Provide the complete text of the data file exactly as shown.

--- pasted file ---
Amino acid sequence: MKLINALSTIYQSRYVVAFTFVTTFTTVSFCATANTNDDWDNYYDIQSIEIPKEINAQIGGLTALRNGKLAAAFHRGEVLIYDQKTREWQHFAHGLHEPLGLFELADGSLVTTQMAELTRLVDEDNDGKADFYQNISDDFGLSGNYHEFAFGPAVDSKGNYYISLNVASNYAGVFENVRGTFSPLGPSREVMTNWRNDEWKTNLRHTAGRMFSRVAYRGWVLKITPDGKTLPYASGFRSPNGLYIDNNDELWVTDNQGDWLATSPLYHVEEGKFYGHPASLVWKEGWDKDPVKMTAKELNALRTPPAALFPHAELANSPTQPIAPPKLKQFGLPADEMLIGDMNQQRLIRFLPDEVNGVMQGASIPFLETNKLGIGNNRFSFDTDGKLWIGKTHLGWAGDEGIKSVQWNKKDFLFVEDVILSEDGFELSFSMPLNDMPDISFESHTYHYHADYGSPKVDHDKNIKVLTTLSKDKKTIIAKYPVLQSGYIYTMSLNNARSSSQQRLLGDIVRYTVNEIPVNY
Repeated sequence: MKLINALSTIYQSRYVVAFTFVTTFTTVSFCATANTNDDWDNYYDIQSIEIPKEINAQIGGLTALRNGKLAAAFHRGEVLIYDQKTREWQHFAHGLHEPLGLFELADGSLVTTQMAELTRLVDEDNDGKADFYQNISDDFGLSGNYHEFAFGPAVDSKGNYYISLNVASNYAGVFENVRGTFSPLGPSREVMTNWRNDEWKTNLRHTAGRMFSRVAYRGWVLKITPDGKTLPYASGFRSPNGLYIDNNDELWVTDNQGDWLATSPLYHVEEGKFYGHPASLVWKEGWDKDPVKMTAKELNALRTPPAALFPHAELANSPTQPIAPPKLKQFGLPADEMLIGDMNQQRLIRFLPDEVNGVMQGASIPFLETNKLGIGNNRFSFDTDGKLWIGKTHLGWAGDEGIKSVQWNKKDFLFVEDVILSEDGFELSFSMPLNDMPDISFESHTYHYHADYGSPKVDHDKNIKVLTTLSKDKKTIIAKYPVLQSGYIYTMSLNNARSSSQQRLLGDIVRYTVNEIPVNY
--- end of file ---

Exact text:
Amino acid sequence: MKLINALSTIYQSRYVVAFTFVTTFTTVSFCATANTNDDWDNYYDIQSIEIPKEINAQIGGLTALRNGKLAAAFHRGEVLIYDQKTREWQHFAHGLHEPLGLFELADGSLVTTQMAELTRLVDEDNDGKADFYQNISDDFGLSGNYHEFAFGPAVDSKGNYYISLNVASNYAGVFENVRGTFSPLGPSREVMTNWRNDEWKTNLRHTAGRMFSRVAYRGWVLKITPDGKTLPYASGFRSPNGLYIDNNDELWVTDNQGDWLATSPLYHVEEGKFYGHPASLVWKEGWDKDPVKMTAKELNALRTPPAALFPHAELANSPTQPIAPPKLKQFGLPADEMLIGDMNQQRLIRFLPDEVNGVMQGASIPFLETNKLGIGNNRFSFDTDGKLWIGKTHLGWAGDEGIKSVQWNKKDFLFVEDVILSEDGFELSFSMPLNDMPDISFESHTYHYHADYGSPKVDHDKNIKVLTTLSKDKKTIIAKYPVLQSGYIYTMSLNNARSSSQQRLLGDIVRYTVNEIPVNY
Repeated sequence: MKLINALSTIYQSRYVVAFTFVTTFTTVSFCATANTNDDWDNYYDIQSIEIPKEINAQIGGLTALRNGKLAAAFHRGEVLIYDQKTREWQHFAHGLHEPLGLFELADGSLVTTQMAELTRLVDEDNDGKADFYQNISDDFGLSGNYHEFAFGPAVDSKGNYYISLNVASNYAGVFENVRGTFSPLGPSREVMTNWRNDEWKTNLRHTAGRMFSRVAYRGWVLKITPDGKTLPYASGFRSPNGLYIDNNDELWVTDNQGDWLATSPLYHVEEGKFYGHPASLVWKEGWDKDPVKMTAKELNALRTPPAALFPHAELANSPTQPIAPPKLKQFGLPADEMLIGDMNQQRLIRFLPDEVNGVMQGASIPFLETNKLGIGNNRFSFDTDGKLWIGKTHLGWAGDEGIKSVQWNKKDFLFVEDVILSEDGFELSFSMPLNDMPDISFESHTYHYHADYGSPKVDHDKNIKVLTTLSKDKKTIIAKYPVLQSGYIYTMSLNNARSSSQQRLLGDIVRYTVNEIPVNY